Review Roundup: LoftOpera Production of Rossini's OTHELLO

Review Roundup: LoftOpera Production of Rossini's OTHELLO

LoftOpera opened Rossini's OTHELLO on March 16 in Brooklyn.

Let's see what the critics had to say:

CORINNA da FONSECA-WOLLHEIM, NY Times: It took me a while to warm to Bernard Holcomb who, as Otello, should have been the alpha male. But while there was an appealing sweetness and clarity to his tone, his runs initially sounded wooden and dry. In the course of the evening his voice gained vibrancy and intensity, matching his character's descent into manipulated madness... Rossini gives Rodrigo some of the most athletic passagework in "Otello," and the technical difficulties were sometimes all too apparent in the performance of Thor Arbjornsson. In the more melodic passages he produced a lovely plangent sound and elegant phrasing, but in virtuosic showpieces like his Act 2 aria, ornaments often came out smudged and colorless.

Richard Sasanow, BroadwayWorld: In the LoftOpera production, Desdemona makes a strong case for being the center of the story, as the fleshed-out character that Shakespeare and, following him, Boito, neglected to give us. Luckily for LoftOpera, they put the role in the hands of the voluptuously voiced Lopez, who took the opportunity to dominate the stage.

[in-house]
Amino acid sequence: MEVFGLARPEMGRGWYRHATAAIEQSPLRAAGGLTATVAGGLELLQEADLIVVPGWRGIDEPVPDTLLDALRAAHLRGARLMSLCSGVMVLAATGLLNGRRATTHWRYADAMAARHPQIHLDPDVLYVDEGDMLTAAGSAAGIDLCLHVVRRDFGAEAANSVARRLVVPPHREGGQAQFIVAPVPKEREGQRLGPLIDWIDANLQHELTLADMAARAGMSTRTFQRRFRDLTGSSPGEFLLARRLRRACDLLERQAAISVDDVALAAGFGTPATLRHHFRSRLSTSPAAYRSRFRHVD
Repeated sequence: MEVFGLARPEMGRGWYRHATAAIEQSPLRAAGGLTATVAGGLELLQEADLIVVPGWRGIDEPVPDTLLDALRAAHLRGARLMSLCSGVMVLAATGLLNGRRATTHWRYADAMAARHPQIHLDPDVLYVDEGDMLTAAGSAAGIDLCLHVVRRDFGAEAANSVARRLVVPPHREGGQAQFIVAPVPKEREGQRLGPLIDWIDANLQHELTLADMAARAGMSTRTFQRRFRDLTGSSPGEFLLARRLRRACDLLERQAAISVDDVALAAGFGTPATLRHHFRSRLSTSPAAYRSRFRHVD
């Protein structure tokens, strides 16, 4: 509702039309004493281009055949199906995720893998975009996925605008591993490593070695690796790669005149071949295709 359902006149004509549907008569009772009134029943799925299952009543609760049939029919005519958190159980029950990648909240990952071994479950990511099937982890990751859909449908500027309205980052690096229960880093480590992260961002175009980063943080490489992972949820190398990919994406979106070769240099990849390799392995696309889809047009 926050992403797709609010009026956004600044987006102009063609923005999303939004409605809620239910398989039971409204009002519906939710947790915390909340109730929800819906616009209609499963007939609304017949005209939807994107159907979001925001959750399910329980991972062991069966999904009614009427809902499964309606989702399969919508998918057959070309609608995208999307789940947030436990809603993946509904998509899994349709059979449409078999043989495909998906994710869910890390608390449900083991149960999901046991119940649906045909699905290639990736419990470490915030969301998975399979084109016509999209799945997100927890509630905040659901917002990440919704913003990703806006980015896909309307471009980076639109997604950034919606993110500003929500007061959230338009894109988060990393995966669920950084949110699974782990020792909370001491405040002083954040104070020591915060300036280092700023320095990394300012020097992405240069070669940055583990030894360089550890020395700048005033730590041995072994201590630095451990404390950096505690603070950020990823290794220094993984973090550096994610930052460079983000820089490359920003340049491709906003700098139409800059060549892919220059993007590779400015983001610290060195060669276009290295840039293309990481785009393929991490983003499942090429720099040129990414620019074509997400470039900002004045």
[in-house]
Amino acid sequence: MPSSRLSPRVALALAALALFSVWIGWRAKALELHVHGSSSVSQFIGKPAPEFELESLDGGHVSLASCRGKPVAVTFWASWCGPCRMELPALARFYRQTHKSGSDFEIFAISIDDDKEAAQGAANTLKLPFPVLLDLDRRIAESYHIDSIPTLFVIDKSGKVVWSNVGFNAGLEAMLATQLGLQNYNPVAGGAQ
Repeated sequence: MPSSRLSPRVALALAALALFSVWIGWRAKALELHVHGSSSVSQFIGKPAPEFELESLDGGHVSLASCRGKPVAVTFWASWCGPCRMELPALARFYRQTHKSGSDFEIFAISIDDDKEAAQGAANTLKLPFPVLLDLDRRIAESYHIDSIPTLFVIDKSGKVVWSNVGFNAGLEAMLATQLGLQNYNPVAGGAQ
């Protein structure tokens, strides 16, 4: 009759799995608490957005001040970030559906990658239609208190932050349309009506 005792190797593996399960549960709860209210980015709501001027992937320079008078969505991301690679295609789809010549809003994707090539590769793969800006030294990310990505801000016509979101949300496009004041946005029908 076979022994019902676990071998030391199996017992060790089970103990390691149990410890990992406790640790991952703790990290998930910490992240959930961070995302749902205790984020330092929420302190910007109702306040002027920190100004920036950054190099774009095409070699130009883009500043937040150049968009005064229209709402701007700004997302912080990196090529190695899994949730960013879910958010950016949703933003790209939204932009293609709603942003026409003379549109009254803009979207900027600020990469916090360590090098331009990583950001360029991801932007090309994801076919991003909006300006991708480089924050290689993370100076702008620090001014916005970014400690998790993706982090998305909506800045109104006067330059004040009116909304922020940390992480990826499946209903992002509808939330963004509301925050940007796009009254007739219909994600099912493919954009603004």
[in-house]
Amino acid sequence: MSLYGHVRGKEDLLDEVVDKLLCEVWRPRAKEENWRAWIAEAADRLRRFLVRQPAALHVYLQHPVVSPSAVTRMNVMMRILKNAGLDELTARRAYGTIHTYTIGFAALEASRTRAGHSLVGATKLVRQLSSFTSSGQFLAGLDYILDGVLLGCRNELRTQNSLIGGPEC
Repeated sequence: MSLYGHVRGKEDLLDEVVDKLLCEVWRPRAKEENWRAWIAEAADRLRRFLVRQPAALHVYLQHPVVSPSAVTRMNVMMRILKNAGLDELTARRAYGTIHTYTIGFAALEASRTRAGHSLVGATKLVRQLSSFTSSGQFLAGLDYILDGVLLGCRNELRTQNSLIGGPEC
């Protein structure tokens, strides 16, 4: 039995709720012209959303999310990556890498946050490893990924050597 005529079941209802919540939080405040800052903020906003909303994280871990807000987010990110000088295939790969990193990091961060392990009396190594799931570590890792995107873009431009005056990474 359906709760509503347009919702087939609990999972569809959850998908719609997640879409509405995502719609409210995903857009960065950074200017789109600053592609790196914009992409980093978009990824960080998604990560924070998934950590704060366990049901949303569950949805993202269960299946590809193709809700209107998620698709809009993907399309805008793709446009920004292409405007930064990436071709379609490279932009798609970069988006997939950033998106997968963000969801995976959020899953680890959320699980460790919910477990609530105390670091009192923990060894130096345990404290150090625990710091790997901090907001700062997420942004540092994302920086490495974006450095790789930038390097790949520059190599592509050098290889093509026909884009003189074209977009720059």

David Patrick Stearns, OperaVore: The three LoftOpera tenors seem to be Rossini specialists - as opposed to lyric tremors muscling their way through the coloratura - attuned to style and with a vocal flexibility that allows high notes to be more than technical achievements but key plot points, whether at the climax of a physical confrontation or at a psychological breaking point. Most notable on that front was the Rodrigo of Thor Arbjornsson, whose slim but vibrant tenor comes with a coloratura technique that sounds like the most natural thing in the world. Yes, plenty of high notes are there, and they're also thrilling. In the title role, Bernard Holcomb was perhaps the most complete musico-dramatic package, with the stage magnetism needed for the role plus a more full-bodied tenor sound with penetrating high notes. As Iago, Blake Friedman had all the necessary notes but with a tone that's still developing.

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